Should David Ferrer’s sublime Miami showing prompt retirement rethink?
After watching David Ferrer rolling back the years at the Miami Open, James Spencer wonders whether the Spanish veteran is hanging up his racket prematurely.
Spanish legend David Ferrer plans to retire at the end of the clay-court season, but after his stunning performances in Miami you would have to question the logic behind such a decision.
Ferrer will always be considered one of the best players to never win a Grand Slam. The closest he came was in 2013 when he made the French Open final but was easily beaten by friend and compatriot, Nadal.
That tremendous French Open campaign took him to as high as three in the world.
Other notable highlights were his win over Nadal at the 2012 Paris Masters final and he also beat the Spaniard in the 2014 Monte Carlo Masters quarter-finals, on clay! That achievement speaks for itself considering clay is the surface Nadal has been known to be so formidable on for over a decade.
The decision to retire at 37 is widely thought to be due to injuries and Ferrer himself has spoken of how he wishes he could carry on but his body has had enough. However, if his latest showing in Miami was anything to come by, it would be that the Spaniard should postpone retirement just a little while longer.
The 2013 Miami Open finalist (lost to Andy Murray) put in some fantastic performances to beat American Sam Querrey and current world number three, Alexander Zverev.
The young German is seen by many as a future world number one. At only 21, he has won three Masters 1000’s, against the likes of Djokovic, Federer and Thiem, and also the 2018 Tour Finals as well. This, therefore, was a milestone victory for Ferrer.
Against Querrey, the shot making from Ferrer was absolutely outstanding. His backhand winners down the line showed he still has it. In the next round against Zverev, he wasn’t scared or daunted by the task at hand. Even when going down a set to love, Ferrer roared back to take the second and then won the decider.
You couldn’t write the script. The former world number three, David Ferrer overcoming current world number three, Alexander Zverev. It made one think if he can beat Zverev, who else can he beat?
Ferrer is currently resting ahead of his final clay-court season showing. He will skip the Monte-Carlo Masters, although he could have applied for a wildcard and given his legacy, probably would have succeeded in participating.
However, the Valencia native intends to make one final farewell at the Madrid Open. According to the Spaniard’s Instagram, the Madrid Masters 1000 is the only event he is signed on to play.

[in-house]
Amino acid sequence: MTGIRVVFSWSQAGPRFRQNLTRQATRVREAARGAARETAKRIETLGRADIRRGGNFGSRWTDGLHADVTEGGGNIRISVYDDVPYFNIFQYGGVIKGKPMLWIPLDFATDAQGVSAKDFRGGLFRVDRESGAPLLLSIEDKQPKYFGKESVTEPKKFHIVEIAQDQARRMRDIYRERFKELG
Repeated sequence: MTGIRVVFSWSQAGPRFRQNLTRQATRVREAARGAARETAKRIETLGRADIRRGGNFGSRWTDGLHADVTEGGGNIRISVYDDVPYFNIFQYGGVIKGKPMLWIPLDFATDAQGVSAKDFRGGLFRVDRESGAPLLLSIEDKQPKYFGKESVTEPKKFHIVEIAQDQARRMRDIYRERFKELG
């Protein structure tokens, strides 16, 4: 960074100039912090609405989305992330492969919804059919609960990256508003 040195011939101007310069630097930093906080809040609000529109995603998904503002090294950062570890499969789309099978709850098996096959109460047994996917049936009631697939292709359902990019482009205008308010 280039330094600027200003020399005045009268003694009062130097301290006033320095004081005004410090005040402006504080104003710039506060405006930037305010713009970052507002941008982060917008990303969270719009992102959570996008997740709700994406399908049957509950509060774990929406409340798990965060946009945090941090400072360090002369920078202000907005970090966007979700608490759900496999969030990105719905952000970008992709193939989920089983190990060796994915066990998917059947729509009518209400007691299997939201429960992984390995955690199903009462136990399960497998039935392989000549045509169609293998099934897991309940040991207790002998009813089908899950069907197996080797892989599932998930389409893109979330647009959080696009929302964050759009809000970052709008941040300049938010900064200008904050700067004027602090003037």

He has such a good history at the Barcelona Open but he has not applied for a wildcard to play there and seems to be limiting his schedule somewhat so he can conserve his strength and energy for his final outing.
But the big conundrum must surely be; is David Ferrer waving goodbye to the sport he cherishes so much, too soon?
In the Hopman Cup back in January, Ferrer played very well in Australia. He lost a tight three-setter to Zverev, but beat Australia’s Matt Ebden in straight sets, as well as Lucas Pouille.
If Ferrer did play the American hard-court season in Cincinnati in a best of three format, he could still hurt the best players in the world. Although, the time length for such tournaments prior to the US Open, may have been behind his thinking that finishing during the clay-court season in his home of Spain, made a lot more sense.
Maybe even postponing retirement for another year is a possibility, until next year’s clay-court season as Ferrer clearly still has so much to give following his victories over Querrey and Zverev in Miami.
Whichever way you perceive it, Ferrer’s performances in Miami were a nice memory to remember him by. His hustling, fighting from the baseline, and never say die attitude will always hold him in high regard throughout the tennis world.
He may not have won a Grand Slam to make the history books or even the Hall of Fame, but he should always be regarded as one of the best tennis players we’ve had in the era of Federer, Nadal, Djokovic and Murray.
You could argue had it not been for the big four, Ferrer may well have won himself a few Grand Slams.
Whatever decision Ferrer finally comes too, we wish him luck for the future and maybe one day, his intimate knowledge of the game will make him a successful super coach to the next Spanish superstar.
Twitter handle: @JamesTennis17
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